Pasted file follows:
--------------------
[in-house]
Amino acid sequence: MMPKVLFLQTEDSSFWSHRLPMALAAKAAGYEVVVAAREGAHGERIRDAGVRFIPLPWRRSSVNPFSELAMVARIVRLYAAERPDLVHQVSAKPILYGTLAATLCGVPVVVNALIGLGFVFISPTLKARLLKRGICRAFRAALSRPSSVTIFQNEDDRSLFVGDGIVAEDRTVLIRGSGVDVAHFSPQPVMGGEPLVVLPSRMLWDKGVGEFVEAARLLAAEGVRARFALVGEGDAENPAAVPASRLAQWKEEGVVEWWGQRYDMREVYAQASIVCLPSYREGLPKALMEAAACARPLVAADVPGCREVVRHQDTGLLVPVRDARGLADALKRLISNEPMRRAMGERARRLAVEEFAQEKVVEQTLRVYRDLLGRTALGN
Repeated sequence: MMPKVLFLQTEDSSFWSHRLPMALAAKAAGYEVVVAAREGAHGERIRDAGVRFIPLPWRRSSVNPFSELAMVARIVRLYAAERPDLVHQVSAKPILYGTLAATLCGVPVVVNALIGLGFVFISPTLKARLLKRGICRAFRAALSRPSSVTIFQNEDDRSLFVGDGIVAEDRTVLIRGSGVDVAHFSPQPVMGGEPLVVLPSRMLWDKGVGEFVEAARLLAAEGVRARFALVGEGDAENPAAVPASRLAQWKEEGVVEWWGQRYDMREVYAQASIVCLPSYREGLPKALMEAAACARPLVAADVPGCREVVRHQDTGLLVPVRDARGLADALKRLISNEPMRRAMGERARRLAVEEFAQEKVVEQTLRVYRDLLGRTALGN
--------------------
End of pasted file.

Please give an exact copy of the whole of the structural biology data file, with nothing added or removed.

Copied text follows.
[in-house]
Amino acid sequence: MMPKVLFLQTEDSSFWSHRLPMALAAKAAGYEVVVAAREGAHGERIRDAGVRFIPLPWRRSSVNPFSELAMVARIVRLYAAERPDLVHQVSAKPILYGTLAATLCGVPVVVNALIGLGFVFISPTLKARLLKRGICRAFRAALSRPSSVTIFQNEDDRSLFVGDGIVAEDRTVLIRGSGVDVAHFSPQPVMGGEPLVVLPSRMLWDKGVGEFVEAARLLAAEGVRARFALVGEGDAENPAAVPASRLAQWKEEGVVEWWGQRYDMREVYAQASIVCLPSYREGLPKALMEAAACARPLVAADVPGCREVVRHQDTGLLVPVRDARGLADALKRLISNEPMRRAMGERARRLAVEEFAQEKVVEQTLRVYRDLLGRTALGN
Repeated sequence: MMPKVLFLQTEDSSFWSHRLPMALAAKAAGYEVVVAAREGAHGERIRDAGVRFIPLPWRRSSVNPFSELAMVARIVRLYAAERPDLVHQVSAKPILYGTLAATLCGVPVVVNALIGLGFVFISPTLKARLLKRGICRAFRAALSRPSSVTIFQNEDDRSLFVGDGIVAEDRTVLIRGSGVDVAHFSPQPVMGGEPLVVLPSRMLWDKGVGEFVEAARLLAAEGVRARFALVGEGDAENPAAVPASRLAQWKEEGVVEWWGQRYDMREVYAQASIVCLPSYREGLPKALMEAAACARPLVAADVPGCREVVRHQDTGLLVPVRDARGLADALKRLISNEPMRRAMGERARRLAVEEFAQEKVVEQTLRVYRDLLGRTALGN